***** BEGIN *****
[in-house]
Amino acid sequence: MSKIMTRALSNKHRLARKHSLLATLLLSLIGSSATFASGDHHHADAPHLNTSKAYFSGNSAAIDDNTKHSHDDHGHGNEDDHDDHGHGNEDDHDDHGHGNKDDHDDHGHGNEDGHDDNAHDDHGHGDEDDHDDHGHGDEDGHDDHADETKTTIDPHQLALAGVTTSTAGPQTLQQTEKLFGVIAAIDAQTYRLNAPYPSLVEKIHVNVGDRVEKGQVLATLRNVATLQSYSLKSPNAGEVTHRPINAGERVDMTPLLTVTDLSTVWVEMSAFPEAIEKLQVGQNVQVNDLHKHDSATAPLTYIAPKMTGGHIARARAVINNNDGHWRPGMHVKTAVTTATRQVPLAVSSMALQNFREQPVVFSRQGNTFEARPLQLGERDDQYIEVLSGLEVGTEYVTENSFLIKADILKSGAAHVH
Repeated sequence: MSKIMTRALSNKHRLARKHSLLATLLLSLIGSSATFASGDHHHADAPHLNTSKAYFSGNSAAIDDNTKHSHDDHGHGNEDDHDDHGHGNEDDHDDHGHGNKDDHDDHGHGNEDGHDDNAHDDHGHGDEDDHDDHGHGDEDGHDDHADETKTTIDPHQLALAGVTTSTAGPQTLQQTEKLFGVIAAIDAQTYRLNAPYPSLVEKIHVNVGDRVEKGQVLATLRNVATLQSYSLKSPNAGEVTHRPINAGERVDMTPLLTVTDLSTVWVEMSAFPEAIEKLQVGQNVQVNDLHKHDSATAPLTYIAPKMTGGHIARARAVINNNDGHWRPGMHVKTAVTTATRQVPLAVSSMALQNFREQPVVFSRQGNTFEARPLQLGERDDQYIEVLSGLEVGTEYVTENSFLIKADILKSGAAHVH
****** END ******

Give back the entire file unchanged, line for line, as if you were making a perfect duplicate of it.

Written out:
[in-house]
Amino acid sequence: MSKIMTRALSNKHRLARKHSLLATLLLSLIGSSATFASGDHHHADAPHLNTSKAYFSGNSAAIDDNTKHSHDDHGHGNEDDHDDHGHGNEDDHDDHGHGNKDDHDDHGHGNEDGHDDNAHDDHGHGDEDDHDDHGHGDEDGHDDHADETKTTIDPHQLALAGVTTSTAGPQTLQQTEKLFGVIAAIDAQTYRLNAPYPSLVEKIHVNVGDRVEKGQVLATLRNVATLQSYSLKSPNAGEVTHRPINAGERVDMTPLLTVTDLSTVWVEMSAFPEAIEKLQVGQNVQVNDLHKHDSATAPLTYIAPKMTGGHIARARAVINNNDGHWRPGMHVKTAVTTATRQVPLAVSSMALQNFREQPVVFSRQGNTFEARPLQLGERDDQYIEVLSGLEVGTEYVTENSFLIKADILKSGAAHVH
Repeated sequence: MSKIMTRALSNKHRLARKHSLLATLLLSLIGSSATFASGDHHHADAPHLNTSKAYFSGNSAAIDDNTKHSHDDHGHGNEDDHDDHGHGNEDDHDDHGHGNKDDHDDHGHGNEDGHDDNAHDDHGHGDEDDHDDHGHGDEDGHDDHADETKTTIDPHQLALAGVTTSTAGPQTLQQTEKLFGVIAAIDAQTYRLNAPYPSLVEKIHVNVGDRVEKGQVLATLRNVATLQSYSLKSPNAGEVTHRPINAGERVDMTPLLTVTDLSTVWVEMSAFPEAIEKLQVGQNVQVNDLHKHDSATAPLTYIAPKMTGGHIARARAVINNNDGHWRPGMHVKTAVTTATRQVPLAVSSMALQNFREQPVVFSRQGNTFEARPLQLGERDDQYIEVLSGLEVGTEYVTENSFLIKADILKSGAAHVH